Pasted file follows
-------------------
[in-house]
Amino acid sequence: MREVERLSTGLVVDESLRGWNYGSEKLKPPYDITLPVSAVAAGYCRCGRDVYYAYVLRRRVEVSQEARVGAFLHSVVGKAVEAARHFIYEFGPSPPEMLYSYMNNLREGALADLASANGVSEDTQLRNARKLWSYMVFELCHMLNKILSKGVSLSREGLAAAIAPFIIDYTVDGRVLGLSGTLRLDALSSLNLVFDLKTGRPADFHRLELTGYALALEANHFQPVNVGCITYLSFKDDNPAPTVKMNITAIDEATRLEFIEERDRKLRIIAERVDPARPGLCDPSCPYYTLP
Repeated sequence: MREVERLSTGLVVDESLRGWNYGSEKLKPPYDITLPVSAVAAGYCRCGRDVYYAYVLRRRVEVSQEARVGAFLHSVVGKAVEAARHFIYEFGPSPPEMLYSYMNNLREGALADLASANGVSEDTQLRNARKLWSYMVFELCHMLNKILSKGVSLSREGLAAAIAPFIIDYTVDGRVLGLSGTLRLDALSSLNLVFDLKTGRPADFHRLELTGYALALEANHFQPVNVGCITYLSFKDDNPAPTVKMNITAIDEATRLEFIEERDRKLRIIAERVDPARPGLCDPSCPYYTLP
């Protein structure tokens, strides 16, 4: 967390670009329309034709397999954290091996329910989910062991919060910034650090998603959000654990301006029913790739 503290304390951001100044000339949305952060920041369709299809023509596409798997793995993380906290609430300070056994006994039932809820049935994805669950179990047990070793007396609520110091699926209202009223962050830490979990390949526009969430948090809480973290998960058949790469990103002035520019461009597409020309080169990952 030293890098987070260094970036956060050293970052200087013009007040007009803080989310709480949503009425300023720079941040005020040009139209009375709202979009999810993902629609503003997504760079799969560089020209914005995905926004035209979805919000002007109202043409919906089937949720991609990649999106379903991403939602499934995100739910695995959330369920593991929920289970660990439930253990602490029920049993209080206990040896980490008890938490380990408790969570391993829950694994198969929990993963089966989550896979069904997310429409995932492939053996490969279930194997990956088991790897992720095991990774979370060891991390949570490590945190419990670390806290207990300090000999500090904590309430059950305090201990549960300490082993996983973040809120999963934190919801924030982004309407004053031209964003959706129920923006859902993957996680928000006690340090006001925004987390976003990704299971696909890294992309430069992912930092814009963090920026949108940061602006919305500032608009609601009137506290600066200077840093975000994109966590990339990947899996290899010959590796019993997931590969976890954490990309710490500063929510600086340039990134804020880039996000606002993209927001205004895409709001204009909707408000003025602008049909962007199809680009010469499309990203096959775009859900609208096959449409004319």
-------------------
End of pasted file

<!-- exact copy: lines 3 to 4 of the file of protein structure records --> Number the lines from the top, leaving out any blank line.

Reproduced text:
Repeated sequence: MREVERLSTGLVVDESLRGWNYGSEKLKPPYDITLPVSAVAAGYCRCGRDVYYAYVLRRRVEVSQEARVGAFLHSVVGKAVEAARHFIYEFGPSPPEMLYSYMNNLREGALADLASANGVSEDTQLRNARKLWSYMVFELCHMLNKILSKGVSLSREGLAAAIAPFIIDYTVDGRVLGLSGTLRLDALSSLNLVFDLKTGRPADFHRLELTGYALALEANHFQPVNVGCITYLSFKDDNPAPTVKMNITAIDEATRLEFIEERDRKLRIIAERVDPARPGLCDPSCPYYTLP
């Protein structure tokens, strides 16, 4: 967390670009329309034709397999954290091996329910989910062991919060910034650090998603959000654990301006029913790739 503290304390951001100044000339949305952060920041369709299809023509596409798997793995993380906290609430300070056994006994039932809820049935994805669950179990047990070793007396609520110091699926209202009223962050830490979990390949526009969430948090809480973290998960058949790469990103002035520019461009597409020309080169990952 030293890098987070260094970036956060050293970052200087013009007040007009803080989310709480949503009425300023720079941040005020040009139209009375709202979009999810993902629609503003997504760079799969560089020209914005995905926004035209979805919000002007109202043409919906089937949720991609990649999106379903991403939602499934995100739910695995959330369920593991929920289970660990439930253990602490029920049993209080206990040896980490008890938490380990408790969570391993829950694994198969929990993963089966989550896979069904997310429409995932492939053996490969279930194997990956088991790897992720095991990774979370060891991390949570490590945190419990670390806290207990300090000999500090904590309430059950305090201990549960300490082993996983973040809120999963934190919801924030982004309407004053031209964003959706129920923006859902993957996680928000006690340090006001925004987390976003990704299971696909890294992309430069992912930092814009963090920026949108940061602006919305500032608009609601009137506290600066200077840093975000994109966590990339990947899996290899010959590796019993997931590969976890954490990309710490500063929510600086340039990134804020880039996000606002993209927001205004895409709001204009909707408000003025602008049909962007199809680009010469499309990203096959775009859900609208096959449409004319």